I earned enough during a successful career in tech to retire early and focus on a lifelong passion for writing. I discovered my poetic style long ago, but my fiction writer's voice developed over the first half of The Celestial Wars. I love these characters and want their stories to be the best I can create.
So, I went to my series narrator, Dan Johnson, and told him I wanted to completely rewrite the series. When he agreed to renarrate all six episodes, the project was on.
Below is an example from that year-long revision process. In "Waite on the Blind Angel," Harmon is trapped in another world and must fight a dragon to get back home.
The dragon didn’t even pause to acknowledge my answer. He lowered his head, opened his mouth, and spat a ball of flame at me. I slowed time and sped under his fire, noting the four fangs set at each corner of a mouth filled with jagged teeth, each as long as my knife. Yeshu’a grew into a sword in my hand, and without haste, I slashed the elongated iris of one baleful eye as I raced by. The dragon reared back in pain, and a blast of sand blinded me. I kept moving at hyper-speed, using the light in my head to reorient. I ducked to one side of his bulk and slashed at his back leg as I passed.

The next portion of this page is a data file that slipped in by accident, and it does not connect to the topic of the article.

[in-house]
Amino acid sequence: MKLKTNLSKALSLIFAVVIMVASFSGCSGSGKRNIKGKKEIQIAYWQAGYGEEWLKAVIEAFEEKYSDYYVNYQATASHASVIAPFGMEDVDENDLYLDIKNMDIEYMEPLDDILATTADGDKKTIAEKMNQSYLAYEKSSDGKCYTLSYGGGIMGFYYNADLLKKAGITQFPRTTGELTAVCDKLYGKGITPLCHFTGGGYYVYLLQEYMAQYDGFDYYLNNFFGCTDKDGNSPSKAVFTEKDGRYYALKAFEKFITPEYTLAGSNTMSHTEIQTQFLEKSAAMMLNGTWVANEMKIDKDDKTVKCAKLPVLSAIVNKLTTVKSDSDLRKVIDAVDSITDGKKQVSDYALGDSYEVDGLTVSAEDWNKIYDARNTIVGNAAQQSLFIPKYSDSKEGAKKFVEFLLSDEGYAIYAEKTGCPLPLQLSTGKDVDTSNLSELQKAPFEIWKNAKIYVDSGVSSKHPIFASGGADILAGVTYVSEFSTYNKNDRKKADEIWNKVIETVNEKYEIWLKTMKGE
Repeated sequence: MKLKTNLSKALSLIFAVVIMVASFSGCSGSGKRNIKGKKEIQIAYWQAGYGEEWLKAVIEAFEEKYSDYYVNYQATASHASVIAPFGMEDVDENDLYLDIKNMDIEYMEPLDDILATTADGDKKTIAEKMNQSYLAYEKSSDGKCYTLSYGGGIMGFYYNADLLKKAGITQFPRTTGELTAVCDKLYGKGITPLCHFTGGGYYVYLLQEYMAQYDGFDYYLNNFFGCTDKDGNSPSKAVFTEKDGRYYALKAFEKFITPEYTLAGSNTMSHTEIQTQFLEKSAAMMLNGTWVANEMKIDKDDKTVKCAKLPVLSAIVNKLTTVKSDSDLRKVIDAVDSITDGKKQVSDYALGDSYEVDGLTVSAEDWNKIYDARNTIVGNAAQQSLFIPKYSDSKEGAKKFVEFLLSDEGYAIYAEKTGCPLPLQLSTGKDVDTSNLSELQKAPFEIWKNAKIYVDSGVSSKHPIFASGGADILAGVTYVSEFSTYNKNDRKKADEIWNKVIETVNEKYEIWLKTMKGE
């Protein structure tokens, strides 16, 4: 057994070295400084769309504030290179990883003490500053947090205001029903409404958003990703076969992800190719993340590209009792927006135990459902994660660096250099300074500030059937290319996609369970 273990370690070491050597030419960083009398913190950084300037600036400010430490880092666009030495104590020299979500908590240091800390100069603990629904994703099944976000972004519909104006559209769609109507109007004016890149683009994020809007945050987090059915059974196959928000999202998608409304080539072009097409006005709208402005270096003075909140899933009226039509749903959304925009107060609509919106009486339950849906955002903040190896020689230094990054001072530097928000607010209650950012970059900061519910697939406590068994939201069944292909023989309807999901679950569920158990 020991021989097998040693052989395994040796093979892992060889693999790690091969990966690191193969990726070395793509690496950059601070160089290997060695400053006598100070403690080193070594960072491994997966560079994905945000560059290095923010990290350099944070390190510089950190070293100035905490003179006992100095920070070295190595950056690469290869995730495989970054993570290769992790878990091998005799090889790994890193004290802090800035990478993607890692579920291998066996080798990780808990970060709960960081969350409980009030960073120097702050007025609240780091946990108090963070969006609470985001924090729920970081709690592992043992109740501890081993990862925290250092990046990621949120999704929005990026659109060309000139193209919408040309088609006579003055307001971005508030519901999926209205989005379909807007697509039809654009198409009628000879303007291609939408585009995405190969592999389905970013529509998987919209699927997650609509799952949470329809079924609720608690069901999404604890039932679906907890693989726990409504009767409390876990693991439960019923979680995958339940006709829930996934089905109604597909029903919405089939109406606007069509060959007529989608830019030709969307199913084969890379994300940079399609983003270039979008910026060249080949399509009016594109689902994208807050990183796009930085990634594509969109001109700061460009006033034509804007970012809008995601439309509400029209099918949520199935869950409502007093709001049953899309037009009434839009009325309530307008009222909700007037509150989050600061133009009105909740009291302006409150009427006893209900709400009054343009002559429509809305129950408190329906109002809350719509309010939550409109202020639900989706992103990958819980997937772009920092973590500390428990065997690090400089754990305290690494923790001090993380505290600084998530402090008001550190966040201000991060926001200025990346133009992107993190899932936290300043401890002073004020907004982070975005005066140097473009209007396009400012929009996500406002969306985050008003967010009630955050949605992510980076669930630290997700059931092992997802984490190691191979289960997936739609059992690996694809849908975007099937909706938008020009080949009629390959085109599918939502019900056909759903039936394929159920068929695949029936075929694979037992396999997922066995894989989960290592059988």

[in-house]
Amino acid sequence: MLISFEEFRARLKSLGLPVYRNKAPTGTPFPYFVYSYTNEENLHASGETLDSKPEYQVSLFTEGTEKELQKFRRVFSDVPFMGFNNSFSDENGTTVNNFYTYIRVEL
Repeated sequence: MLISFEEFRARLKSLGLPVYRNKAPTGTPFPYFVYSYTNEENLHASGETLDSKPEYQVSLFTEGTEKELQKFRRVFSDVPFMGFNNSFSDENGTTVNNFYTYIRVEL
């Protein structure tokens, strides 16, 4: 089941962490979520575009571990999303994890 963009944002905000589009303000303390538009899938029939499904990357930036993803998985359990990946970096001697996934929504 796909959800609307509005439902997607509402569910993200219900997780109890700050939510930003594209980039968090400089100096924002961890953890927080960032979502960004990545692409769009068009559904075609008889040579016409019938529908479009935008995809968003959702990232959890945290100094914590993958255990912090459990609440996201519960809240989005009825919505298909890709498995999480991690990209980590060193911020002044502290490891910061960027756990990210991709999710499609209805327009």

That’s when I made my mistake. I hadn’t considered that the dragon’s tail was as much a weapon as his fire. Out of nowhere, that armored appendage, as thick around as my own body, slammed into my chest. I flew through the air in a long, endless arc. My last conscious thought was, “So that’s what breaking ribs sound like.”
Revisiting my stories to revise for clarity and cadence ended up being too much fun! One key lesson I learned was, Not one word more or less.
For example, my audience already knew the sword, Yeshu’a, grows from knife to katana-like blade during a fight, and that my hero, Harmon Waite, has Flash-like hyper-speed abilities.
Also, the attack made it obvious the dragon didn’t wait for an answer, so I just needed to get on with the action.
Finally, I clarified character inner voices with an italized font, versus "quotes". The main reason is, the dragon communicates mind to mind, so it absolutely makes his conversations easier to follow.
The dragon belched fire, and I hyper-sped under the reddish-orange flames, drew Yeshu’a, then slashed the elongated iris of one baleful eye. The dragon reared back in pain, and a blast of sand blinded me. Using the light in my head to reorient, I ducked to one side and slashed at his back leg.
That’s where I made my mistake. I hadn’t considered the dragon’s tail was as much a weapon as his fire. Out of nowhere, that armored appendage, as thick around as my own body, slammed into my chest. I flew through the air in a long, endless arc, my last conscious thought, So that’s what breaking ribs sound like.